The Scary Gays

I’ve been thinking a lot about this article. It creates a thunderstorm of emotion for me, because it is an exact description of the kind of crap I’ve lived with my whole life. The good thing is that now I have better answers than when I was a teenager.

When I was in middle school/high school, the gender roles “wave” hit hard core. I wasn’t sure I was a lesbian, but I for damn sure didn’t want to be a “woman.” By that, I do not reject the fact that I am female. I reject all the bullshit that is required to be “a lady.” I dress the way I dress and talk the way I talk (and write the way I write) to expand what it means to be female. I do not, in any way, want to feel that I am for sale. I do not want to dress so that men look at me that way, that tantalized look that says “I want her, and she’ll give in eventually.” I genuinely enjoy male company when it’s just “being one of the guys,” but when the same guys turn around and look at me differently because I don’t have the same parts, I’m out of there. In short, I dress to protect myself, and it confuses me. I don’t want to be part of the weird gender-assigned roles that argue I should be submissive to men, and I don’t know enough about myself to judge whether that’s totally weird or not. Stay tuned.

It’s hard to step out of my comfort zone, because to me, dressing up is putting yourself out there. I turn on the charm and flirt with everyone, male or female… also in protection because I think if I’m funny enough, people will focus on that instead of the outward shell. If I punch you with humor, you’ll be laughing too hard to notice anything else… like my baseball cap with REALLY short hair underneath. If I’m lucky, you won’t notice I’m gay.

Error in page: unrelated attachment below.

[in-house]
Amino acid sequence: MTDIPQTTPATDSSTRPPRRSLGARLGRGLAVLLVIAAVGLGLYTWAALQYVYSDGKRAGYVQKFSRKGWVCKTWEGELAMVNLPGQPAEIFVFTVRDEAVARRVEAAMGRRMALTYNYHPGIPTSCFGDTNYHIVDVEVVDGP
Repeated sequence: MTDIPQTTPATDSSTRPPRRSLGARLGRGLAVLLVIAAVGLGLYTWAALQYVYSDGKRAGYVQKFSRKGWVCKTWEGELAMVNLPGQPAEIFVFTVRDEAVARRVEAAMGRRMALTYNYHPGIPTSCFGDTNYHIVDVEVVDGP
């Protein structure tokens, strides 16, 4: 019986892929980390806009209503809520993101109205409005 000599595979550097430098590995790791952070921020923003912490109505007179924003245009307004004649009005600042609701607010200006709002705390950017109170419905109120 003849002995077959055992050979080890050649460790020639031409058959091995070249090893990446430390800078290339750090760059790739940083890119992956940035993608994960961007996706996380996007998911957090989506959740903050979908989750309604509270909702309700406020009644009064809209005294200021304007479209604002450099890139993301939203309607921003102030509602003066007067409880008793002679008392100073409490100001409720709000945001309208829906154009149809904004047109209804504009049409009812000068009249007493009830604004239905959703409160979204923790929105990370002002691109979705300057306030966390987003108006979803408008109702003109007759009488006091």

It’s true, and I didn’t even put that together until now.

Growing up in the South taught me that I wasn’t normal at an early age, and I’ve been trying to make up for it ever since. I just wanted to be me, and it seemed like everyone had an opinion on whether I should be gay or not. Never mind that I could change my sexuality as easily as I could change my eye color. Actually, I could change my eye color easily with contacts, and that would turn out as real as “being straight.” It’s a mask where authenticity should be.

Moving to Portland and out of the Bible belt allowed me to start asking who I really was, because Portland doesn’t have a problem with gay people being affectionate in public. I do.

I friggin’ remember all the gay bashings in the Montrose. I remember getting royally hassled at High School for Performing and Visual Arts- a school that would lead one to believe I’d be safe(r). It’s a good thing that when bad things happen, it makes for good writing. I wrote a lot.

I come by it honestly, and I’m still working on it. In the meantime, though, I have to believe that I am hilarious.

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